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  • Research article
  • Open Access
  • Open Peer Review

Risk factors and outcomes in asymmetrical femoral component size for posterior referencing bilateral total knee arthroplasty: a matched pair analysis

BMC Musculoskeletal Disorders201819:294

https://doi.org/10.1186/s12891-018-2220-6

  • Received: 16 July 2018
  • Accepted: 3 August 2018
  • Published:
Open Peer Review reports

Abstract

Background

Theoretically, potential errors in femoral component (FC) sizing can affect postoperative functional outcomes after total knee arthroplasty (TKA), including range of motion (ROM), anterior knee pain, and flexion stability. Incidences of asymmetrical femoral components (AFC) in bilateral TKA have been reported; however; there is a lack of data on exactly why AFC size selection may differ in patients who have had posterior referencing system bilateral TKA. Therefore, this study was conducted to determine risk factors of AFC size selection in patients specifically undergoing posterior referencing bilateral TKA and to compare clinical outcomes between those with AFC or symmetrical femoral component (SFC) sizes.

Methods

We conducted a retrospective matched-pair study comparing thirty-four patients who had undergone simultaneous and staged bilateral TKA using AFC size (Group I) and thirty-five patients with SFC size (Group II). Patients were matched according to gender, body mass index, prosthesis type, and operative technique. Preoperative radiographic morphology of both distal femurs including anteroposterior/mediolateral diameters, anterior-posterior femoral offset, and postoperative radiographic data of FC comprising flexion and valgus angle were recorded. The postoperative functional outcomes including ROM, anterior knee pain, knee society score, and functional score at 6 weeks, 3, 6, 12 and 24 months were compared.

Results

There were no differences in morphology between left and right distal femurs from preoperative radiographic data in both groups. The postoperative radiograph showed a significantly greater FC flexion angle difference in Group I vs. Group II (2.18° ± 1.29° and 1.36° ± 1.08° P = 0.007), while the other parameters were the same. The postoperative clinical outcomes displayed no distinction between groups.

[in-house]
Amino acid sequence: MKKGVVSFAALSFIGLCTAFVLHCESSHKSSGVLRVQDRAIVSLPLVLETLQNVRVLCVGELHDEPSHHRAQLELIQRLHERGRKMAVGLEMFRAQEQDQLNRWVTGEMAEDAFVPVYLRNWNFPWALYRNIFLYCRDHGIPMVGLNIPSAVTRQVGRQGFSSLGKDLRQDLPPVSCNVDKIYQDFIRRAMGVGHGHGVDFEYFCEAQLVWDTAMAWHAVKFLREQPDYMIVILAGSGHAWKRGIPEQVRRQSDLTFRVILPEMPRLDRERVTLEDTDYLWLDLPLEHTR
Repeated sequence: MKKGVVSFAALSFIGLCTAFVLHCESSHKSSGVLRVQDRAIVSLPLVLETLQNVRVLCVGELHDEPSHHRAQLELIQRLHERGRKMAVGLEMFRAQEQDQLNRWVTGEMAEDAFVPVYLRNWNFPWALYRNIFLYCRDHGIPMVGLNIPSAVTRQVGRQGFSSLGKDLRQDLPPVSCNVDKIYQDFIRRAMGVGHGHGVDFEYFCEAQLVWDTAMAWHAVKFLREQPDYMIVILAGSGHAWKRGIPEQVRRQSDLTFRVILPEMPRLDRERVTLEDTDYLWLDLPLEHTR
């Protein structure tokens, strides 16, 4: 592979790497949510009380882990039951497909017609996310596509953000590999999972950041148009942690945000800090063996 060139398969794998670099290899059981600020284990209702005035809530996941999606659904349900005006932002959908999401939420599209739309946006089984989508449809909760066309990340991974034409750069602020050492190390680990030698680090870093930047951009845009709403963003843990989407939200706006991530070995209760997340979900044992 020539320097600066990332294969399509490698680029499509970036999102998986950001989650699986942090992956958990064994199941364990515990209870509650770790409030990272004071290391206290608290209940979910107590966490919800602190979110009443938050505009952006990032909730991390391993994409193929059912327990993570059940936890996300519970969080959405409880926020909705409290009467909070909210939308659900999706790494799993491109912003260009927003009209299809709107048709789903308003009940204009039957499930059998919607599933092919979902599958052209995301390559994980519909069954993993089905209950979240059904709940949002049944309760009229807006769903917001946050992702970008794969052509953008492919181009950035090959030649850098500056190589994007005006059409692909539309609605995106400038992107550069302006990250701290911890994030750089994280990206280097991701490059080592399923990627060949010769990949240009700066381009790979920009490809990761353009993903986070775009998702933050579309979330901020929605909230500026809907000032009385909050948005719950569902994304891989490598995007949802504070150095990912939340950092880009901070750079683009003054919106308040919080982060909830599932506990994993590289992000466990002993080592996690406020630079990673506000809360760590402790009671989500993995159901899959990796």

Conclusion

The factor primarily associated with AFC size selection in bilateral TKAs is the difference in FC flexion angle but not the morphological diversity between sides. The postoperative functional outcomes were not inferior in AFC patients in comparison with SFC patients.

Keywords

  • Bilateral total knee arthroplasty
  • Femoral component
  • Asymmetrical femoral component size
  • Anterior femoral offset
  • Posterior femoral offset
  • Femoral component flexion

Background

The number of patients undergoing Total Knee Arthroplasty (TKA) has mirrored the growth in aging populations; some 20 % of elderly patients need bilateral TKA [1]. The proper choice of component size is thought to be essential for a good clinical outcome [2].

Theoretically, the femoral component size affects the flexion gap, stability, range of motion (ROM) and functional outcome after surgery. If the selected component is too small, the result could be flexion instability and pain, recurrent effusion, cam jump and dislocation in a posterior-stabilised prosthesis, and premature loosening of the component itself [3]. Conversely, too large of a femoral component can limit the ROM, create a painful and stiff knee, lead to anterior knee pain with patellar overstuff, and result in a poor functional outcome [4, 5]. In the mediolateral (ML) plane, too small of a component creates an under hang which may result in subsiding of the component, increased bleeding from the raw surface, and, finally, osteolysis [6] whilst too large of a femoral component enhances component overhang and may increase knee pain [5, 7].

An overview of previously published work shows that 7–9.2%of patients who had undergone a bilateral TKA had an asymmetrical femoral component (AFC) [810]. Asymmetrical incidences for anterior referenced femoral component were significantly higher than those using the posterior referencing system. This may be because of the irreproducibility of the flexion gap which will possibly create variability in femoral component sizing [9]. Many factors can influence AFC size selection, including asymmetrical patient anatomy between the left and right knees, the ligament laxity or tightness, the thickness of distal femoral cut which affects the extension gap, errors in distal femoral cutting angle, and the potential variability of the different anatomical landmarks used to measure (between surgeons) over the anterior surface of distal femur [11]. Overall, though, we consider that there is a lack of data on exactly why specific AFC sizes are chosen for patients using posterior referencing bilateral TKA. Therefore, the primary objective of this study was to determine the risk factors affecting AFC size selection for patients undergoing posterior referencing bilateral TKA, including the preoperative patient’s anatomy on both sides of the knee and the position of prosthesis component placement in sagittal and coronal plane. The secondary objective was to compare the clinical outcomes of patients who underwent posterior referencing bilateral TKA between AFC or SFC.